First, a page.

This or That…

My friend, Doug is amazing.

Truly he is.

My husband, Matt is amazing.

Truly he is.

Why? Because they both hate boxes. While I have long been a hater of ‘boxes’- they have made my disdain even more real. I’m hoping this blog doesn’t get too long because I’m fairly passionate about all of the division happening in the world, or college in general.

My friend, Doug, is a Math Professor (gasp…go ahead). Now, in your head list all of the things you suspect of him because of his chosen Profession. I did the same thing! Doug also loves theatre and comedy and is HILARIOUS! How can this be? Shouldn’t he just be wearing sports coats with leather on the elbows, looking over his glasses, and have chalk stains on his pants? He’s none and all of those things – except I’ve never seen him in a sport coat, only a bow tie. He quite dashing, actually.

My husband, Matt, was a College Football Player and later Coach. Now, in your head list all of the things you suspect him because of his past. I did the same thing! Matt also loves blues music and is slightly obsessed with historical architecture. How can this be? He should not be a reader, he should not be sensitive, he should not want to go to a musical. He’s all of those things. Every day his ‘out of the box’ amazes and intrigues me.

What is the deal with the box? Why do we feel the need to be this OR that? Why do we have to choose? I’m sensing this increasing nature of our division in our University. We are now moving to ‘Small Learning Communities’ in our dorms. The argument? Then the business majors can be with other business majors (and so forth). Really? Doesn’t that lead to more boxes? Ugh!!! Yes, I understand the point. They are going through the same thing, they are taking the same classes, they are working together in class – so it’s ‘easier’ that they are all together.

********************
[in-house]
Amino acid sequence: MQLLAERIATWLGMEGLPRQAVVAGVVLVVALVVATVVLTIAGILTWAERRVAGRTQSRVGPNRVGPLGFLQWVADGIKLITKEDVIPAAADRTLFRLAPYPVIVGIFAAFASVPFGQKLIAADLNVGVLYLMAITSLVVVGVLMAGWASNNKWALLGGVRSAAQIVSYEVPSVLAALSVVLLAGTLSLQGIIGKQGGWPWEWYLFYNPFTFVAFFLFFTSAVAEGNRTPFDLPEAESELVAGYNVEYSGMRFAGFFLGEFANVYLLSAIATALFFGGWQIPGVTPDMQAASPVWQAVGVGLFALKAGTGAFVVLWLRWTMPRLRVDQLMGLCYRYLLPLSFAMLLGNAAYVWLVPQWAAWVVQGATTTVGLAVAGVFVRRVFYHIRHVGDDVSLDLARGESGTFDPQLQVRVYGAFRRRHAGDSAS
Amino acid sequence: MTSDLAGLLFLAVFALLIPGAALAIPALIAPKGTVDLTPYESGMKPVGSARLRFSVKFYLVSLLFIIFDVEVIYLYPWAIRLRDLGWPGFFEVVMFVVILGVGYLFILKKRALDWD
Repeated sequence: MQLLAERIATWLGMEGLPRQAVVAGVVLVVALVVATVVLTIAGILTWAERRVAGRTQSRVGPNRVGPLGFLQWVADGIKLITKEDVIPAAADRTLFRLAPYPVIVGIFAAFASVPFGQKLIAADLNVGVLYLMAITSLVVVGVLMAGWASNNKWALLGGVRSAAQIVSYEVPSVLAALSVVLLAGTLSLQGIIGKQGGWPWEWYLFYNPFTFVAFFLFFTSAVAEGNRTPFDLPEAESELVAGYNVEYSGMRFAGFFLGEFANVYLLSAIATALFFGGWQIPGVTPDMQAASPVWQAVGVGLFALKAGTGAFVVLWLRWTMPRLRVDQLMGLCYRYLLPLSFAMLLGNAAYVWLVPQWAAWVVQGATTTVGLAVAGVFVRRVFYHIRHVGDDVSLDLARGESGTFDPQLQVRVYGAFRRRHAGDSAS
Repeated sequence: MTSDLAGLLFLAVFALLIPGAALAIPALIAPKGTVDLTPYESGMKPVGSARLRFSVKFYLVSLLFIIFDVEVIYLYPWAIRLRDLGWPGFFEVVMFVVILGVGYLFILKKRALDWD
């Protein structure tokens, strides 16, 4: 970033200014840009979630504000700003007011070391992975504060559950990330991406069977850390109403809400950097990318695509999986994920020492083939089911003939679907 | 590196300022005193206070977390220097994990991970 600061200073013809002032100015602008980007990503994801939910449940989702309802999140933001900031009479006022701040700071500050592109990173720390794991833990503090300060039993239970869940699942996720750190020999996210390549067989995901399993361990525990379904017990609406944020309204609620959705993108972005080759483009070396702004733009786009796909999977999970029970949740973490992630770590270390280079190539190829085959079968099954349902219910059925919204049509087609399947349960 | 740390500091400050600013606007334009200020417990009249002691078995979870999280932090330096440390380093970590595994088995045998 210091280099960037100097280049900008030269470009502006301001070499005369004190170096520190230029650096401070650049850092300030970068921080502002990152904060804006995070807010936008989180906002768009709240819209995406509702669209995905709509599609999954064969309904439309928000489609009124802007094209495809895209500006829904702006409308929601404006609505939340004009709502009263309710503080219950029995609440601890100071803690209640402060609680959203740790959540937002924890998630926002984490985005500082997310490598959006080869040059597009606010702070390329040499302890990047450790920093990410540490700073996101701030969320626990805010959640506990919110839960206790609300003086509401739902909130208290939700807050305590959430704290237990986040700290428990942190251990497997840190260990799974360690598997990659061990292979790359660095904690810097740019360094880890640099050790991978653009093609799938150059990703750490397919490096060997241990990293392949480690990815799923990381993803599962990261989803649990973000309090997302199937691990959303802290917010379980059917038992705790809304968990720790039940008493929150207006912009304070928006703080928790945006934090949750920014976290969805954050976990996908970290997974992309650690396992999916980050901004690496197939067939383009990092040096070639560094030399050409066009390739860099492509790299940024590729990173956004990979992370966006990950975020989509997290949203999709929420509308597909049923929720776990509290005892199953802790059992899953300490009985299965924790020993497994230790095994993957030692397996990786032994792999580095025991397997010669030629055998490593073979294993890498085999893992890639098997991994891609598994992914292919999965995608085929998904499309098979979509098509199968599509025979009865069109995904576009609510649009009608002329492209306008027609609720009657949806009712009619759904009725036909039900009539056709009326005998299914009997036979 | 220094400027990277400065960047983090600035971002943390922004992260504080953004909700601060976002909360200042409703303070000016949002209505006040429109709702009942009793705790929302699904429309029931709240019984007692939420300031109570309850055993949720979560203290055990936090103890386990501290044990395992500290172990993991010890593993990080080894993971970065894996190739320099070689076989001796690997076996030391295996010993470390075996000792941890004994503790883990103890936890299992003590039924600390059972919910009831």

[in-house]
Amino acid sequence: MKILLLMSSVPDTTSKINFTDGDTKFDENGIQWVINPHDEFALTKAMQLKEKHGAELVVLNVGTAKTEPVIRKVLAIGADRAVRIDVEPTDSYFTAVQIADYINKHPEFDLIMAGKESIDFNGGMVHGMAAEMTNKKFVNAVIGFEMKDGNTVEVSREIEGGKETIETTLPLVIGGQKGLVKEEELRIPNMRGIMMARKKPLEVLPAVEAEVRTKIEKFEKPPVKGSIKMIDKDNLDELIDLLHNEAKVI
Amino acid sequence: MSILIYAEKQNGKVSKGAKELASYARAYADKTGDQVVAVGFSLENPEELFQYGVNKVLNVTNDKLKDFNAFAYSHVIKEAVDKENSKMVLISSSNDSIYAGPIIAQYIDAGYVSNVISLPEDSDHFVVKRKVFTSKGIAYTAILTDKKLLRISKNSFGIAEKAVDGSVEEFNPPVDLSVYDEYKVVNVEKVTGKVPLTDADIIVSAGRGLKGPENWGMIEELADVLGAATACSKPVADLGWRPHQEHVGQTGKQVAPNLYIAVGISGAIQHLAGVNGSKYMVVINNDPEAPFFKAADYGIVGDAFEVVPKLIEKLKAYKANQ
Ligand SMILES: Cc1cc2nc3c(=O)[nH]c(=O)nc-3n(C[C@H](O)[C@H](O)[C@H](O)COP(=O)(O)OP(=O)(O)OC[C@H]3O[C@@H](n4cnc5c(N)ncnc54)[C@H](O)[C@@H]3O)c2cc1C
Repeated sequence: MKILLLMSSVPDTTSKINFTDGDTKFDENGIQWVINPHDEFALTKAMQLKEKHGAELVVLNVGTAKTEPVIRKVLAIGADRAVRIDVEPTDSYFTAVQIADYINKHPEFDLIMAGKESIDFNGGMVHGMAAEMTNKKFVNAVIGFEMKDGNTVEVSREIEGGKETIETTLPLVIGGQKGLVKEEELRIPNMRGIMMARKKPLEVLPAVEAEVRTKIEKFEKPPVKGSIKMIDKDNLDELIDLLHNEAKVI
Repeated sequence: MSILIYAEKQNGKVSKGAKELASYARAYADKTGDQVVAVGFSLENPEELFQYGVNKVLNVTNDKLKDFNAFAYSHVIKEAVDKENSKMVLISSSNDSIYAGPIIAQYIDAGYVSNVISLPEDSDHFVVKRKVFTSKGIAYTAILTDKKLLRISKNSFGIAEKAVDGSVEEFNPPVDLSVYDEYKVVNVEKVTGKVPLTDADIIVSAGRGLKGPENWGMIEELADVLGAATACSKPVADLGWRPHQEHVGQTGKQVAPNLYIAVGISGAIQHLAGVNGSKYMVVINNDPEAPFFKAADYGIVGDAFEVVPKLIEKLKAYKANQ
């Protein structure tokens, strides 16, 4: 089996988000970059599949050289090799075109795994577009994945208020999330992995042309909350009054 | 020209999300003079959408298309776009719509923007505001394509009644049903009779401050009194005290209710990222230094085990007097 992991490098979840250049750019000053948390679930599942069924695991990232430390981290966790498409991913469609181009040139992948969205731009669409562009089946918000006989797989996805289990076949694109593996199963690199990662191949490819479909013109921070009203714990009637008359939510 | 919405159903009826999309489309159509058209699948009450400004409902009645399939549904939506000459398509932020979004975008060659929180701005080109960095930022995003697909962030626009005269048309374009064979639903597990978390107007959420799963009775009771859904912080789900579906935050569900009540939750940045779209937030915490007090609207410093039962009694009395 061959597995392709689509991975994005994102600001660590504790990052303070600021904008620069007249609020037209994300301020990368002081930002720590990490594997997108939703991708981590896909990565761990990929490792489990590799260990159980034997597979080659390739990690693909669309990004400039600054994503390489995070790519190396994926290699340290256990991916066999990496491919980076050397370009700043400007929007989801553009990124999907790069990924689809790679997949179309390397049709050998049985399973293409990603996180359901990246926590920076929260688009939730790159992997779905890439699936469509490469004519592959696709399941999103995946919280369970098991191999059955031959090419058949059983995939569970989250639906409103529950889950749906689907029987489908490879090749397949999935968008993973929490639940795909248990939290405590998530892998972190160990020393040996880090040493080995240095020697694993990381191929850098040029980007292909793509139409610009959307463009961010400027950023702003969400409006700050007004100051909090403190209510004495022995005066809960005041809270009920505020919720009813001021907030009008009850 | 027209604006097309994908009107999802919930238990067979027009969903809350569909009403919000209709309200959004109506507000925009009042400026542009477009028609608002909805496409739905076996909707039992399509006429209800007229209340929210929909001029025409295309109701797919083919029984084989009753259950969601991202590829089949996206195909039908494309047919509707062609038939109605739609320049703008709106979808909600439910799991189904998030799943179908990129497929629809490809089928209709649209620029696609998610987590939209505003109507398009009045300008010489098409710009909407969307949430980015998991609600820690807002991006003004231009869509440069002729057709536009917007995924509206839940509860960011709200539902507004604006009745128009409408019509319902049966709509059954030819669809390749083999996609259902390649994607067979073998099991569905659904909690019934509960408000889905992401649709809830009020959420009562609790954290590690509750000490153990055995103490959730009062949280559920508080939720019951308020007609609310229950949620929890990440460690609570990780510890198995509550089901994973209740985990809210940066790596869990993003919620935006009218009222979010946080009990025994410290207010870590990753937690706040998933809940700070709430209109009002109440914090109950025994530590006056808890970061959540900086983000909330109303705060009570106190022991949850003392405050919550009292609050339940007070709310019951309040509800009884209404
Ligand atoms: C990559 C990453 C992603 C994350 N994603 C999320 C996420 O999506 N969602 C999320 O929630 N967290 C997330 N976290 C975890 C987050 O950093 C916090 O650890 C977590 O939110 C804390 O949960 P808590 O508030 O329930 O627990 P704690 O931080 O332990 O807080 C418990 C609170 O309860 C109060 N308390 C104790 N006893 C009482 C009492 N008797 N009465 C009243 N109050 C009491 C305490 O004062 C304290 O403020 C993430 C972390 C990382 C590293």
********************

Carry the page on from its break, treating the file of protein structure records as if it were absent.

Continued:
How about the business major gets to know a theatre major? How about the psychology major gets to know a math major? How about the education major gets to know a biology major? How about we get to know each other. Isn’t that how the ‘real world’ works? Don’t all people have to work together?

Or not…we have become a culture of not working together (as evidenced by the latest Government shutdown). We have become so ingrained in what is right and wrong, this or that – that we have forgot that we are, at the most basic level – humans. Humans with different strengths that never have to be defined. The very nature of words (their prefix) like define, differentiate, divide, diverge mean to create opposite, reverse, against. Those words don’t sense community building.

It seems to me that the more we differentiate and define the differences, the further apart we become.

I vow to fight this movement in my courses. I will challenge my students to work with others – to respect other viewpoints. I will work to increase their ability to engage in civil discourse and a part of this civil discourse is to simply take people for what they are, where they are, in whatever moment you meet them.

It’s important to teach my content area. I love teaching speaking and writing; teaching communication. Through this process of self discovery, meeting Doug, and falling in love with my husband I have discovered what may be the most important concept within communication. Authenticity.

We must teach and be authentic to our wants and desires… we cannot allow our actions to be based upon the ‘preassigned’ box/ideals designated by others. It’s not even just our career choices or like and dislikes – in all areas of our life we have to be authentic and honest about what we think/feel/need…

But maybe, most of all as teachers we need to support others in what they think/feel/need regardless of how ‘right’ we think it is for them. We must help others get out of their box to truly discover life by promoting their own personal this and that.

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